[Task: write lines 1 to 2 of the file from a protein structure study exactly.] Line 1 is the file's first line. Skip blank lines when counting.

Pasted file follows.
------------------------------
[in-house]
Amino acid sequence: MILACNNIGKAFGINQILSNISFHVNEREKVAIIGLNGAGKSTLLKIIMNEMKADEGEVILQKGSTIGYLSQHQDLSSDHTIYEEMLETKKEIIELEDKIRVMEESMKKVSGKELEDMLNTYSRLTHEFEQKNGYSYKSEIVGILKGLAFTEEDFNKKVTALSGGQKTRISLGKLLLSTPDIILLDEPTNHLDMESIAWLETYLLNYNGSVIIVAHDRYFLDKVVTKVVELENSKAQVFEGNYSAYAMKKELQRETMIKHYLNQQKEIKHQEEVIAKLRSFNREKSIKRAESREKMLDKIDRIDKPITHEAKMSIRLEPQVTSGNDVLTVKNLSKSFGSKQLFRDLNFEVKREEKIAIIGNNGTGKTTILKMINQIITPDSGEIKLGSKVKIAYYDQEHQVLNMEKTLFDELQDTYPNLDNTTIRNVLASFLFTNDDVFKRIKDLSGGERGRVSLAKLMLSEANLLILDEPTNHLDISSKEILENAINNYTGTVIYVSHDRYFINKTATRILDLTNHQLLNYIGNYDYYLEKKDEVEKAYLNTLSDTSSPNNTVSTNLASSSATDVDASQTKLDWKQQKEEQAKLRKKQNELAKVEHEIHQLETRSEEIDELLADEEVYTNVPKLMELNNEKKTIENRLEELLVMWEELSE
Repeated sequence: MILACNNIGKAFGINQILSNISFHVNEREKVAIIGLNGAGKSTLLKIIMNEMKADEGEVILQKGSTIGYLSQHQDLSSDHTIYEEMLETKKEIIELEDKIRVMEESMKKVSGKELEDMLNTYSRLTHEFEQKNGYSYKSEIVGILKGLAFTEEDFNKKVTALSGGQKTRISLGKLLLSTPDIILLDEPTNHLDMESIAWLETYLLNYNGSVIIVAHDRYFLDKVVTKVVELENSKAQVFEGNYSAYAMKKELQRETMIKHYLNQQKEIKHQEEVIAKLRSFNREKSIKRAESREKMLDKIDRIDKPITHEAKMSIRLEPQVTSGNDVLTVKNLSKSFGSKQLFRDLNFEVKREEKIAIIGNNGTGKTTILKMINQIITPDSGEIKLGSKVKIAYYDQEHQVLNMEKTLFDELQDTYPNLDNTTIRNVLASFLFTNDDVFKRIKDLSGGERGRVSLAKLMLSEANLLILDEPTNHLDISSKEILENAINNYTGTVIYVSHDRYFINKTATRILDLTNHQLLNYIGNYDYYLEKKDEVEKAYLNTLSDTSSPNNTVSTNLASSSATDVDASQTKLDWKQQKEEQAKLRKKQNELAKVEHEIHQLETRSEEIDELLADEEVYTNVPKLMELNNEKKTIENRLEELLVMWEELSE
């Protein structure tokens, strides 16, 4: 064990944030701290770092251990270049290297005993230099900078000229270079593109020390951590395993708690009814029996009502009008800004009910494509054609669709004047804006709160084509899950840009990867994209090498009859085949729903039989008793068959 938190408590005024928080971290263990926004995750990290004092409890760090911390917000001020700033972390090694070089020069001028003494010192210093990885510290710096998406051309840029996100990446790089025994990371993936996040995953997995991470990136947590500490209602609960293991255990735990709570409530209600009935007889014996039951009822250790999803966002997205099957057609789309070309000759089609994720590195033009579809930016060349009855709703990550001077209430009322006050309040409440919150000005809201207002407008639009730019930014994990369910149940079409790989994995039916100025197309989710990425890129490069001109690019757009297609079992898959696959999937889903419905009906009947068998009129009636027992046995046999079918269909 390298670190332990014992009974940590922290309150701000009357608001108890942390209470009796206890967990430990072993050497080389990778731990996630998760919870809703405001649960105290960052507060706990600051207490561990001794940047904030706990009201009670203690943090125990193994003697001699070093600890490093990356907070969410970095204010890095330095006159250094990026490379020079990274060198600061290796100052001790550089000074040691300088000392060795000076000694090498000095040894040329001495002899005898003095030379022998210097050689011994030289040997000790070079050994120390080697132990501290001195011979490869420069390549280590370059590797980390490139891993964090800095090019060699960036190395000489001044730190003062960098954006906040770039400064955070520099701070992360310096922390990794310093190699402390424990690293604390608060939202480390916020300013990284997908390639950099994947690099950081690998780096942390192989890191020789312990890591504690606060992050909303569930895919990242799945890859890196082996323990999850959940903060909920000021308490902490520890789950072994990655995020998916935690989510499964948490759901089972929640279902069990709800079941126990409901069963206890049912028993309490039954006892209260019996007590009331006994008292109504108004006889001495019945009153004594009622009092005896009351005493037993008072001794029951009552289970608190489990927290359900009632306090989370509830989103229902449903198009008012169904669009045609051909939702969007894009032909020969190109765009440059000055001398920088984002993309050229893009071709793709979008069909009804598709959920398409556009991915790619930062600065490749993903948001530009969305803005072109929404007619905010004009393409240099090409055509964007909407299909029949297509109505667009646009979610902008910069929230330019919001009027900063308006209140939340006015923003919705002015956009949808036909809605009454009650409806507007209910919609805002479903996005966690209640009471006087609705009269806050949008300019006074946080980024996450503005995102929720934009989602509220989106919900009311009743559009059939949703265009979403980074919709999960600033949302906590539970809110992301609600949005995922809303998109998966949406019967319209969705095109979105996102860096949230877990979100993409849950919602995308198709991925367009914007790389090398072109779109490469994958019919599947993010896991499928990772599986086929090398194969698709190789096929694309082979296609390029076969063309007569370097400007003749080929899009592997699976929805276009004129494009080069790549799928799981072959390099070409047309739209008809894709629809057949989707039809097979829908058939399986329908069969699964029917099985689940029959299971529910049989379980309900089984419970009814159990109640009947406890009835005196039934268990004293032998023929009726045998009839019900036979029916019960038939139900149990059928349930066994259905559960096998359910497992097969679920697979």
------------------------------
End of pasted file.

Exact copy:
[in-house]
Amino acid sequence: MILACNNIGKAFGINQILSNISFHVNEREKVAIIGLNGAGKSTLLKIIMNEMKADEGEVILQKGSTIGYLSQHQDLSSDHTIYEEMLETKKEIIELEDKIRVMEESMKKVSGKELEDMLNTYSRLTHEFEQKNGYSYKSEIVGILKGLAFTEEDFNKKVTALSGGQKTRISLGKLLLSTPDIILLDEPTNHLDMESIAWLETYLLNYNGSVIIVAHDRYFLDKVVTKVVELENSKAQVFEGNYSAYAMKKELQRETMIKHYLNQQKEIKHQEEVIAKLRSFNREKSIKRAESREKMLDKIDRIDKPITHEAKMSIRLEPQVTSGNDVLTVKNLSKSFGSKQLFRDLNFEVKREEKIAIIGNNGTGKTTILKMINQIITPDSGEIKLGSKVKIAYYDQEHQVLNMEKTLFDELQDTYPNLDNTTIRNVLASFLFTNDDVFKRIKDLSGGERGRVSLAKLMLSEANLLILDEPTNHLDISSKEILENAINNYTGTVIYVSHDRYFINKTATRILDLTNHQLLNYIGNYDYYLEKKDEVEKAYLNTLSDTSSPNNTVSTNLASSSATDVDASQTKLDWKQQKEEQAKLRKKQNELAKVEHEIHQLETRSEEIDELLADEEVYTNVPKLMELNNEKKTIENRLEELLVMWEELSE